People, for reasons of their own, often fail to do things that would be good for them or good for society. Those failures—joined with the similar failures of others—can readily have a substantial effect on interstate commerce. Under the Government’s logic, that authorizes Congress to use its commerce power to compel citizens to act as the Government would have them act. That is not the country the Framers of our Constitution envisioned.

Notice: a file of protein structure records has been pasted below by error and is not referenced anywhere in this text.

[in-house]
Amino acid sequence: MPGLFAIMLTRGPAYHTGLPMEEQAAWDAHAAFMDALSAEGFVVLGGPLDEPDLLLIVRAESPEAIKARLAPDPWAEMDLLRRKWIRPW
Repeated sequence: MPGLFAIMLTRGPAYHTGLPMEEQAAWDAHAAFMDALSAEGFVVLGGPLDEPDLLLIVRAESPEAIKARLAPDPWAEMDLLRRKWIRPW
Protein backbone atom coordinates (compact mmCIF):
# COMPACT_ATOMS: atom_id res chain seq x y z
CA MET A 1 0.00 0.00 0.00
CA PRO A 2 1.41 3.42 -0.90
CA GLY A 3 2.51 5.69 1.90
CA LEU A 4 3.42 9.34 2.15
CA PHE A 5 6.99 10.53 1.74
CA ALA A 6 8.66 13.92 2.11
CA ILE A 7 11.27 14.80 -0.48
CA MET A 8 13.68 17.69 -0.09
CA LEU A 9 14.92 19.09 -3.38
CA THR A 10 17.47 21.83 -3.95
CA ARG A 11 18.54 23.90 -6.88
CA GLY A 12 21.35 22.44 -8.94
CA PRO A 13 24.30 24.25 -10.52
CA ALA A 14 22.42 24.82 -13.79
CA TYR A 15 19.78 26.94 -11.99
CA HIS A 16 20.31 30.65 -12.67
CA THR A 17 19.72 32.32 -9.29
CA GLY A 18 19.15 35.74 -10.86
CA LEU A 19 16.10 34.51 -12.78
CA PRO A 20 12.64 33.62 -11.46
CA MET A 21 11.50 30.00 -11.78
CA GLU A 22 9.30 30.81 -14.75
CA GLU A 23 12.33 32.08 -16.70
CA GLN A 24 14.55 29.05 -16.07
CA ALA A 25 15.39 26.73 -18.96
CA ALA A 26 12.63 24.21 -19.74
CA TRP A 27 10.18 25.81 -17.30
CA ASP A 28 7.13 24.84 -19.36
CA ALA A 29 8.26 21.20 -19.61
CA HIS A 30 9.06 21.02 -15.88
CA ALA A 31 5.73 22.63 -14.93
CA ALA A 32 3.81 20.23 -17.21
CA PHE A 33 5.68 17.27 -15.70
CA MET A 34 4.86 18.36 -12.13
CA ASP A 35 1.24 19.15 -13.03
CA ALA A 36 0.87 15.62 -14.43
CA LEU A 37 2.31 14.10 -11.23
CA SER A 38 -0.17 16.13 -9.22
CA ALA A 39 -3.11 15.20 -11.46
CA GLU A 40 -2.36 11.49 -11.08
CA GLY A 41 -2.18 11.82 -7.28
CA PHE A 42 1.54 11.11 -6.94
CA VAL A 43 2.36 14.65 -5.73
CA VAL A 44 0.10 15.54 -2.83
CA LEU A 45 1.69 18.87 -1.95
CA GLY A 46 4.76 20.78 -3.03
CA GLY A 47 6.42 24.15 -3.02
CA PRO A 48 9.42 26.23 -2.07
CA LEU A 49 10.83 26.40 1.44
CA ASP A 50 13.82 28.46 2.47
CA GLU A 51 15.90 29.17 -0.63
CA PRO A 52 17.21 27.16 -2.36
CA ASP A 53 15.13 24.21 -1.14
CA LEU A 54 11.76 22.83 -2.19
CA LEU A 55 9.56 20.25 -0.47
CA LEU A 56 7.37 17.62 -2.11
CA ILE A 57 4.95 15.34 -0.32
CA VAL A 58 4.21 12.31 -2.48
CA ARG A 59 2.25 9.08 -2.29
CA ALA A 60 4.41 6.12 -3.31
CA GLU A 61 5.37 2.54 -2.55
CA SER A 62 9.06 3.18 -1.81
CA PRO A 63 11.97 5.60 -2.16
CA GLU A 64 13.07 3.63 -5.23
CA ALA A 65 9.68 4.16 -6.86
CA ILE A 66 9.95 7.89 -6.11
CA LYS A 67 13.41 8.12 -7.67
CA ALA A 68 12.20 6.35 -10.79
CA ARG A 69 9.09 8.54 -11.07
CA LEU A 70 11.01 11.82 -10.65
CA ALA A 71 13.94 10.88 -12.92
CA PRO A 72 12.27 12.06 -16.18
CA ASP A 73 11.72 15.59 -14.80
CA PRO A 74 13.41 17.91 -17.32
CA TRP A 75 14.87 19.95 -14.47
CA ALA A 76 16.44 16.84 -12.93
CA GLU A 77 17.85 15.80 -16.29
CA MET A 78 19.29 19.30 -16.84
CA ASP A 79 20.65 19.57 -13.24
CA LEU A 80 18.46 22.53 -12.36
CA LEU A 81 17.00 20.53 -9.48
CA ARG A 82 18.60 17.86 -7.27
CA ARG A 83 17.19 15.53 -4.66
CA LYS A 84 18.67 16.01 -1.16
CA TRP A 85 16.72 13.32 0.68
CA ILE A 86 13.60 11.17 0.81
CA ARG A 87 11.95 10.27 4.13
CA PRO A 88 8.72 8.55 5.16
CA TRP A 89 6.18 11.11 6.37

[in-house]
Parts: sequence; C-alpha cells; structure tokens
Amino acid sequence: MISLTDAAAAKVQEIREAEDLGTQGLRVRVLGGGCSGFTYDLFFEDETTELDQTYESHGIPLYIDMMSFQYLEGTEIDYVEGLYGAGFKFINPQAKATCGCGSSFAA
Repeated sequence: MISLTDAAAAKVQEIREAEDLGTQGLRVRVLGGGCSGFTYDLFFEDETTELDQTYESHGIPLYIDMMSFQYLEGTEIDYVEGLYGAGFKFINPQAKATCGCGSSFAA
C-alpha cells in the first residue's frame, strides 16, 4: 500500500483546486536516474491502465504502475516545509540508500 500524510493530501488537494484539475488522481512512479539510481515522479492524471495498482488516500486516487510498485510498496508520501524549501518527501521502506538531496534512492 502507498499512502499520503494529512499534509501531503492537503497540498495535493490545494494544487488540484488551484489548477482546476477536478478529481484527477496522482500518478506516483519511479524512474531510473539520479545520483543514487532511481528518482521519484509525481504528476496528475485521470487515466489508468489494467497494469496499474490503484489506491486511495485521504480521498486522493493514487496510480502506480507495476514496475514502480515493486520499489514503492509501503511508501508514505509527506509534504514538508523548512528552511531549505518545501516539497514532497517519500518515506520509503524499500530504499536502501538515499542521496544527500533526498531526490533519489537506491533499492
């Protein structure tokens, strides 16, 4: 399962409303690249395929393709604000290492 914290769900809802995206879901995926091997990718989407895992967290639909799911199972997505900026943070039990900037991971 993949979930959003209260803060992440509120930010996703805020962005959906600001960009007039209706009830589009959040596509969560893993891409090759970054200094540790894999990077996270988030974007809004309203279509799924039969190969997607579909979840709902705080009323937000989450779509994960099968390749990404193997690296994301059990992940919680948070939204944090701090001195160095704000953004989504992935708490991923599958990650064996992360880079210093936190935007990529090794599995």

Everyone will likely participate in the markets for food, clothing, transportation, shelter, or energy; that does not authorize Congress to direct them to purchase particular products in those or other markets today. The Commerce Clause is not a general license to regulate an individual from cradle to grave, simply because he will predictably engage in particular transactions. Any police power to regulate individuals as such, as opposed to their activities, remains vested in the States.This will be strong precedent for invalidating future "mandates." Congress could still go ahead and mandate things via a "tax," but they'll get called on it more often, and won't be able to deny that what they're doing is raising taxes. Because Congressmen don't like to raise taxes (or rather, people don't like Congressmen who do), this ruling will provide some restraint on future government action to compel Americans to do something.